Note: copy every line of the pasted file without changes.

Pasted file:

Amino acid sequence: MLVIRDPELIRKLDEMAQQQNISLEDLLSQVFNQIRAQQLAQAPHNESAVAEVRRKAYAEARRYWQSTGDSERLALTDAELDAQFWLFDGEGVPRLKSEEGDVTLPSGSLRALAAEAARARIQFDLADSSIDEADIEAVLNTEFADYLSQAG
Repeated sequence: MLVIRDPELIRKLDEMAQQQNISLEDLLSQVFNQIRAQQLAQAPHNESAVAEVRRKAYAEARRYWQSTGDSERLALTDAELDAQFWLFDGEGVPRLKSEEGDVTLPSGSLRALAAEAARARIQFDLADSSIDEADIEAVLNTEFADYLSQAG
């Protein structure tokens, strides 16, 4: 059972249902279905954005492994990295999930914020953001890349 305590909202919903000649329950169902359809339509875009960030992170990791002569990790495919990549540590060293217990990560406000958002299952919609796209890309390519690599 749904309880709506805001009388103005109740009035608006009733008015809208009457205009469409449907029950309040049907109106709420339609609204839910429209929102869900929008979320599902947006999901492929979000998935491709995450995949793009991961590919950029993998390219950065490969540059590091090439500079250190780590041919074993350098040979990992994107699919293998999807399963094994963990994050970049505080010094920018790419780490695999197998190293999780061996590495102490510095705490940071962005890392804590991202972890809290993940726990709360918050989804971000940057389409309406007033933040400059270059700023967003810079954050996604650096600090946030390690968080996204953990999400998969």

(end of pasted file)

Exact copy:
Amino acid sequence: MLVIRDPELIRKLDEMAQQQNISLEDLLSQVFNQIRAQQLAQAPHNESAVAEVRRKAYAEARRYWQSTGDSERLALTDAELDAQFWLFDGEGVPRLKSEEGDVTLPSGSLRALAAEAARARIQFDLADSSIDEADIEAVLNTEFADYLSQAG
Repeated sequence: MLVIRDPELIRKLDEMAQQQNISLEDLLSQVFNQIRAQQLAQAPHNESAVAEVRRKAYAEARRYWQSTGDSERLALTDAELDAQFWLFDGEGVPRLKSEEGDVTLPSGSLRALAAEAARARIQFDLADSSIDEADIEAVLNTEFADYLSQAG
């Protein structure tokens, strides 16, 4: 059972249902279905954005492994990295999930914020953001890349 305590909202919903000649329950169902359809339509875009960030992170990791002569990790495919990549540590060293217990990560406000958002299952919609796209890309390519690599 749904309880709506805001009388103005109740009035608006009733008015809208009457205009469409449907029950309040049907109106709420339609609204839910429209929102869900929008979320599902947006999901492929979000998935491709995450995949793009991961590919950029993998390219950065490969540059590091090439500079250190780590041919074993350098040979990992994107699919293998999807399963094994963990994050970049505080010094920018790419780490695999197998190293999780061996590495102490510095705490940071962005890392804590991202972890809290993940726990709360918050989804971000940057389409309406007033933040400059270059700023967003810079954050996604650096600090946030390690968080996204953990999400998969």